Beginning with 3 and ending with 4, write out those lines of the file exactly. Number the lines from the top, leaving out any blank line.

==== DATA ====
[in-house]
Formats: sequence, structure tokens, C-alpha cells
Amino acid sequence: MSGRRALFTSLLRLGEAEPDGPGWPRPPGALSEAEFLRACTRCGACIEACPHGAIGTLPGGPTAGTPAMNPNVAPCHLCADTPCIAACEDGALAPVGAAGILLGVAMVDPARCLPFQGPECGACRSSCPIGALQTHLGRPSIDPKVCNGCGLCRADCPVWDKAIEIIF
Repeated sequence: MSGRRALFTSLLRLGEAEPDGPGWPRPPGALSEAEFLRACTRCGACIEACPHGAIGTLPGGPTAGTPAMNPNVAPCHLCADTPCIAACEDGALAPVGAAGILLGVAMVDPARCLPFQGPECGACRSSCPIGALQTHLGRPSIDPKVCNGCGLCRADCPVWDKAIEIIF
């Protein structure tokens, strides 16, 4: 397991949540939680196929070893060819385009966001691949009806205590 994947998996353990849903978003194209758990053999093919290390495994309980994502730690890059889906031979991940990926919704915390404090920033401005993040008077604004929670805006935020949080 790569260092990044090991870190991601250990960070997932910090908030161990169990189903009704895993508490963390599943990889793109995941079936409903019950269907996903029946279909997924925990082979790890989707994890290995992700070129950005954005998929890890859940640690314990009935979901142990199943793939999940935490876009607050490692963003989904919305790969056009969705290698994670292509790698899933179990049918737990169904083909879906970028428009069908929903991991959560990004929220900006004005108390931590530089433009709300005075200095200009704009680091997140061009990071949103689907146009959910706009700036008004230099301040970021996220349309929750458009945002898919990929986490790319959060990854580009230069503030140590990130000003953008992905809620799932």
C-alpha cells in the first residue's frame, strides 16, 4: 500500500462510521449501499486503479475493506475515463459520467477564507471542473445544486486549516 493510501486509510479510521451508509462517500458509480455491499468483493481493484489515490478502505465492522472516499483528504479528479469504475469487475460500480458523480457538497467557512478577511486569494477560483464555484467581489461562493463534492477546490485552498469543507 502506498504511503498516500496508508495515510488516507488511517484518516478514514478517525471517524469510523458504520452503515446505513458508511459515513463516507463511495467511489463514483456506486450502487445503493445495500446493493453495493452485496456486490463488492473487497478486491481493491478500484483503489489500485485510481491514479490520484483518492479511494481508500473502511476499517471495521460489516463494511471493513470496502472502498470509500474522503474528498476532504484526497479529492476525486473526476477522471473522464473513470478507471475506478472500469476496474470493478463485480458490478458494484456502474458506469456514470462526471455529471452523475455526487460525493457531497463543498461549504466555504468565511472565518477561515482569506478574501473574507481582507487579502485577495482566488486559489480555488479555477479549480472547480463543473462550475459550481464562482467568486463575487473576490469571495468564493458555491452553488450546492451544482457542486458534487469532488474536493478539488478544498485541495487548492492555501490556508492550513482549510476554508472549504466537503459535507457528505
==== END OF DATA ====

Amino acid sequence: MSGRRALFTSLLRLGEAEPDGPGWPRPPGALSEAEFLRACTRCGACIEACPHGAIGTLPGGPTAGTPAMNPNVAPCHLCADTPCIAACEDGALAPVGAAGILLGVAMVDPARCLPFQGPECGACRSSCPIGALQTHLGRPSIDPKVCNGCGLCRADCPVWDKAIEIIF
Repeated sequence: MSGRRALFTSLLRLGEAEPDGPGWPRPPGALSEAEFLRACTRCGACIEACPHGAIGTLPGGPTAGTPAMNPNVAPCHLCADTPCIAACEDGALAPVGAAGILLGVAMVDPARCLPFQGPECGACRSSCPIGALQTHLGRPSIDPKVCNGCGLCRADCPVWDKAIEIIF